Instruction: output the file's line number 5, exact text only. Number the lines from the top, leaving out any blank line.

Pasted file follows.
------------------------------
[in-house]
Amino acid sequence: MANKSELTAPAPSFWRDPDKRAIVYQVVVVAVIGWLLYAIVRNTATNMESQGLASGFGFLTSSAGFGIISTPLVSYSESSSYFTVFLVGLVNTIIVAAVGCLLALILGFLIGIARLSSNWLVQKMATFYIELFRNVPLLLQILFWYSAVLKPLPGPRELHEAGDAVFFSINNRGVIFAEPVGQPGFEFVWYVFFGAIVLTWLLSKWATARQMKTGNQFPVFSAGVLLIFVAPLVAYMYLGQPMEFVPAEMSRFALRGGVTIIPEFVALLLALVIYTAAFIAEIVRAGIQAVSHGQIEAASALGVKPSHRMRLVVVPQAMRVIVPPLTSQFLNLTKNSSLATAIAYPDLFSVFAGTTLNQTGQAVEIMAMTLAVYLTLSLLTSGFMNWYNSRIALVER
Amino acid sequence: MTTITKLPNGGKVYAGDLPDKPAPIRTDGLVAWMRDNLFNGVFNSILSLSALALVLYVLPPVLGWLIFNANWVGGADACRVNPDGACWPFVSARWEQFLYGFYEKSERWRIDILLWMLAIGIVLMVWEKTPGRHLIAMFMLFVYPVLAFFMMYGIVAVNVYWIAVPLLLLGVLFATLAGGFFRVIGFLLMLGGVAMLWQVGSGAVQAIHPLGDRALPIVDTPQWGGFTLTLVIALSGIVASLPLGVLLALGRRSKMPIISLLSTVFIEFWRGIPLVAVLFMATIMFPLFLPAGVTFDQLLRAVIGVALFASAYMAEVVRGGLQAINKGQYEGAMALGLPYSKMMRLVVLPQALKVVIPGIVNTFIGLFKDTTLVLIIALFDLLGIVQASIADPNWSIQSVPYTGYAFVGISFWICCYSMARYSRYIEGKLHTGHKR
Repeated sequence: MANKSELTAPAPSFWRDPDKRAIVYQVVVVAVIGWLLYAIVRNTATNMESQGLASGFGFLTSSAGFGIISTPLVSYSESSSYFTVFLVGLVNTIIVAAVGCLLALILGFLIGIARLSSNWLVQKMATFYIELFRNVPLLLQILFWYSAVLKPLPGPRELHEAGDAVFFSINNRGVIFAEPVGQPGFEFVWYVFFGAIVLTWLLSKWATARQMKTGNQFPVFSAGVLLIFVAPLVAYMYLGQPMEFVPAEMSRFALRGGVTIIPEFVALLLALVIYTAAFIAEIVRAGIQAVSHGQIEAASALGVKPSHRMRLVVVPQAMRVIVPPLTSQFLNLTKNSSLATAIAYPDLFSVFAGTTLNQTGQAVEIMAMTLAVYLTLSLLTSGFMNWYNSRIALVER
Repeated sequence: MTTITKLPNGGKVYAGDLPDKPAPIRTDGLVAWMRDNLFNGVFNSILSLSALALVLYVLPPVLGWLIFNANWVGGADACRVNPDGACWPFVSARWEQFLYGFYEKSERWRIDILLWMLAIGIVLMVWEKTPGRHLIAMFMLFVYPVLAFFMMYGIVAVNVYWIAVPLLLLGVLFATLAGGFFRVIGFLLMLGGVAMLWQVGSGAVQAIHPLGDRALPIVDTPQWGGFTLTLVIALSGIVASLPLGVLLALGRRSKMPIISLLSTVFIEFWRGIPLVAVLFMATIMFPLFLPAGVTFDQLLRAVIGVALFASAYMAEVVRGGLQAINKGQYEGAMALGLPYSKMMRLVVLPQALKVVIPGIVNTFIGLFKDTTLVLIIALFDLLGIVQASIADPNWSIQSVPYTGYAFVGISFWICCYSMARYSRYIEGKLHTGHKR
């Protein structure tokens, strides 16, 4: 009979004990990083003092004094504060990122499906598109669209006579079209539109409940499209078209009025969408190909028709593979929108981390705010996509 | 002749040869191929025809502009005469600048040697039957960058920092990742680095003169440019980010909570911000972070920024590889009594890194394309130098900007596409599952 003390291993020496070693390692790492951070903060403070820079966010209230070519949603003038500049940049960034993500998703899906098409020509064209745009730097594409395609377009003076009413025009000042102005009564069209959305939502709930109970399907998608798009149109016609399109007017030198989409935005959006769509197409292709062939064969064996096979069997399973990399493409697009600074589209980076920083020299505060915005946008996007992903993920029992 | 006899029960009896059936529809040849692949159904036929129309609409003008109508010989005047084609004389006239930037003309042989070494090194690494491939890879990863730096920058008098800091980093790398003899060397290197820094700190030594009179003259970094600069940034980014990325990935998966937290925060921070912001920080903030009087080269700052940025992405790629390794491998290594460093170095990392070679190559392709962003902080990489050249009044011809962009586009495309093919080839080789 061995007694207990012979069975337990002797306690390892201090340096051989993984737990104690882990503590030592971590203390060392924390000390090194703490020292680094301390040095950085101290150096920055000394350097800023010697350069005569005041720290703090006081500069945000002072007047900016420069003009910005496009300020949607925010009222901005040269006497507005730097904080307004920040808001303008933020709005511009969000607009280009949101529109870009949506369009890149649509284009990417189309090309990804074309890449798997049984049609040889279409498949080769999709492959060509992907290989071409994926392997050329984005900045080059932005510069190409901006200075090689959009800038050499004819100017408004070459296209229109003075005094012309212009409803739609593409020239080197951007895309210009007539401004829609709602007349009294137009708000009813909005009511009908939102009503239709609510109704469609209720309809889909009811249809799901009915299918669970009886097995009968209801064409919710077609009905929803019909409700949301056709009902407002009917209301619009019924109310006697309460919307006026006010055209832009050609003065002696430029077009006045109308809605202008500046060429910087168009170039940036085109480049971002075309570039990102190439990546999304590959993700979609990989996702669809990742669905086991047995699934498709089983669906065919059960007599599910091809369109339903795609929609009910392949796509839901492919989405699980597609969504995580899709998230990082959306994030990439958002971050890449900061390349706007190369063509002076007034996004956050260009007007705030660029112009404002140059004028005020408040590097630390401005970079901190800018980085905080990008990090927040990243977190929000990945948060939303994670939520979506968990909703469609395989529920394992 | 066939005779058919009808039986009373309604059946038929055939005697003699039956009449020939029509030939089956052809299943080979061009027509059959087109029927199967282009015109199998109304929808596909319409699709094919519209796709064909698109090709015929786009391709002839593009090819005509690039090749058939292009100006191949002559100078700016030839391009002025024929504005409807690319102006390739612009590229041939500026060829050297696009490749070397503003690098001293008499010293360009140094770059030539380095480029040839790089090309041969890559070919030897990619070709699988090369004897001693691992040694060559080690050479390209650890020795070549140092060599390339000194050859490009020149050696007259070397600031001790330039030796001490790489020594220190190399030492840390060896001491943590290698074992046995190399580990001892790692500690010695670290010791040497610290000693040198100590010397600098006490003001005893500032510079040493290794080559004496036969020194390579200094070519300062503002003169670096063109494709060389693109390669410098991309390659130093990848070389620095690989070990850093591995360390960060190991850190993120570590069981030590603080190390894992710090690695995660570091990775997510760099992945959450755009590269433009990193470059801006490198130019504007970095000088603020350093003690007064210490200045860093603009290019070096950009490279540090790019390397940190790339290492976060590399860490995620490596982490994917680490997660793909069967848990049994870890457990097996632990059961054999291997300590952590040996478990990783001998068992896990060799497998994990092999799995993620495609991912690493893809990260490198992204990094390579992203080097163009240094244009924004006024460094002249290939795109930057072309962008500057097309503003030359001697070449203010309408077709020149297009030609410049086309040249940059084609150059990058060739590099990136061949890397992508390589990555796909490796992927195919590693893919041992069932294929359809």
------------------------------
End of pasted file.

Repeated sequence: MTTITKLPNGGKVYAGDLPDKPAPIRTDGLVAWMRDNLFNGVFNSILSLSALALVLYVLPPVLGWLIFNANWVGGADACRVNPDGACWPFVSARWEQFLYGFYEKSERWRIDILLWMLAIGIVLMVWEKTPGRHLIAMFMLFVYPVLAFFMMYGIVAVNVYWIAVPLLLLGVLFATLAGGFFRVIGFLLMLGGVAMLWQVGSGAVQAIHPLGDRALPIVDTPQWGGFTLTLVIALSGIVASLPLGVLLALGRRSKMPIISLLSTVFIEFWRGIPLVAVLFMATIMFPLFLPAGVTFDQLLRAVIGVALFASAYMAEVVRGGLQAINKGQYEGAMALGLPYSKMMRLVVLPQALKVVIPGIVNTFIGLFKDTTLVLIIALFDLLGIVQASIADPNWSIQSVPYTGYAFVGISFWICCYSMARYSRYIEGKLHTGHKR